Also effective is the use of gowns and gloves and isolation of MRSA-positive patients. Hospitals with multi-bed ICUs have been found to have significantly higher incidences of infection, than those with single-bed ICUs, say researchers at McGill University. Hospitals that convert multi-bed units to single-bed private rooms with their own sinks—slashed hospital-acquired infection rates—including MRSA—by half.
The news about MRSA is improving, albeit slowly. University of Rochester Medical Center orthopedic scientists announced this week that they are a step closer to reducing the risk of the deadly bug.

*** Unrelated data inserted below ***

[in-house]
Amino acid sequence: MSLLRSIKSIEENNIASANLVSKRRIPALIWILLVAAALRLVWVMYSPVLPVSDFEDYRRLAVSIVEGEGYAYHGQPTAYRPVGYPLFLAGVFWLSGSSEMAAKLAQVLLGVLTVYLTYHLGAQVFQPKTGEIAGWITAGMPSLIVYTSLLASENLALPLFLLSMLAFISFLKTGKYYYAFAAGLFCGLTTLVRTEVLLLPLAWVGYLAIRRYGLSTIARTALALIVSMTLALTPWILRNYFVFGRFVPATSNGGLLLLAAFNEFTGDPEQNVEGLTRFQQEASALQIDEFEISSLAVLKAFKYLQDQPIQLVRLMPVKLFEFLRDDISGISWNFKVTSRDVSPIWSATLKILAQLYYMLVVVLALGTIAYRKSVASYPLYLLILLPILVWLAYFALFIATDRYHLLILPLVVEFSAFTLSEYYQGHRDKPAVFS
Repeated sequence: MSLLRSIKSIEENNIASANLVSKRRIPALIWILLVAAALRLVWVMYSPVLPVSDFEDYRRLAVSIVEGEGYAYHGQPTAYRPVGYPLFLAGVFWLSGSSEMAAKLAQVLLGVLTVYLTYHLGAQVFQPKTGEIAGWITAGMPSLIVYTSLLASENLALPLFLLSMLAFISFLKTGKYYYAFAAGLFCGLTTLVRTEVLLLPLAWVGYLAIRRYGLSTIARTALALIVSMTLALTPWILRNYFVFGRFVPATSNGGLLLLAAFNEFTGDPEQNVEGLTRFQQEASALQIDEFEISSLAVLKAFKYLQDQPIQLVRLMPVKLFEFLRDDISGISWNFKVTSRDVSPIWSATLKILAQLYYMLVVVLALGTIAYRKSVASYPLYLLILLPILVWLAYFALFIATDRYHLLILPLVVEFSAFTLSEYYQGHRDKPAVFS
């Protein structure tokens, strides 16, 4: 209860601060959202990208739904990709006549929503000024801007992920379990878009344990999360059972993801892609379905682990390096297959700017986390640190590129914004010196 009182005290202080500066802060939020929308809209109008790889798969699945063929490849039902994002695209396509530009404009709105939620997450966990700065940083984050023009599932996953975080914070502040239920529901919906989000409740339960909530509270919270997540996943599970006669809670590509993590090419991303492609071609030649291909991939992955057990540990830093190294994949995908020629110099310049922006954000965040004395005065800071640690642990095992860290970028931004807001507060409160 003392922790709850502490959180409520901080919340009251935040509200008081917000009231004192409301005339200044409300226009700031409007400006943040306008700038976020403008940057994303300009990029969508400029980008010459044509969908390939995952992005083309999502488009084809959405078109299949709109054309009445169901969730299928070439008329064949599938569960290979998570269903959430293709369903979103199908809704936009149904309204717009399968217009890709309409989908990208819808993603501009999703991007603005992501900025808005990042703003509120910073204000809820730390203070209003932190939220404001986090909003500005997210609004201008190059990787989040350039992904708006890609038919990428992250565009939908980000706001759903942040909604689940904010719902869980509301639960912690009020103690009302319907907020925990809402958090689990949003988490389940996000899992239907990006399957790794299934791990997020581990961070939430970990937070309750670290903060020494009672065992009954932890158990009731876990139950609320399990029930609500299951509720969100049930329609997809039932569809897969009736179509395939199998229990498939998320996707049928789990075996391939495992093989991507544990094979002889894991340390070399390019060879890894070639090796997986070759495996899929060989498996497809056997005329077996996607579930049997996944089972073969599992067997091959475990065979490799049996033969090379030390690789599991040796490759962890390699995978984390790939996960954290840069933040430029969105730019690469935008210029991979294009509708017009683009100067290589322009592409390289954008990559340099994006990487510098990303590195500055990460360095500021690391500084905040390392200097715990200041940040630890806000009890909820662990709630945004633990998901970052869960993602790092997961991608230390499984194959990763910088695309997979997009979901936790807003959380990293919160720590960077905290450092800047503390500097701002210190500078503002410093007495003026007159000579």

The team discovered an antibody that can stop MRSA bacteria from growing in mice and in cell cultures. It's a long way off from zapping the bacteria on a person's skin, but it's a step in the right direction.
"A vaccine in humans would probably not be a foolproof approach to preventing infection 100%of the time," team leader Edward M. Schwarz, PhD, said in a statement. "However, even if we could reduce the risk of MRSA by 35%, that would be an enormous improvement in the field."
So until a MRSA vaccine is at hand, basic methods of transmission prevention are key. They can and should be reinforced in ambulatory centers, community health clinics, acute care facilities, doctors' offices, and teaching hospitals alike. MRSA is indiscriminate, so healthcare providers must redouble their efforts to stop it cold.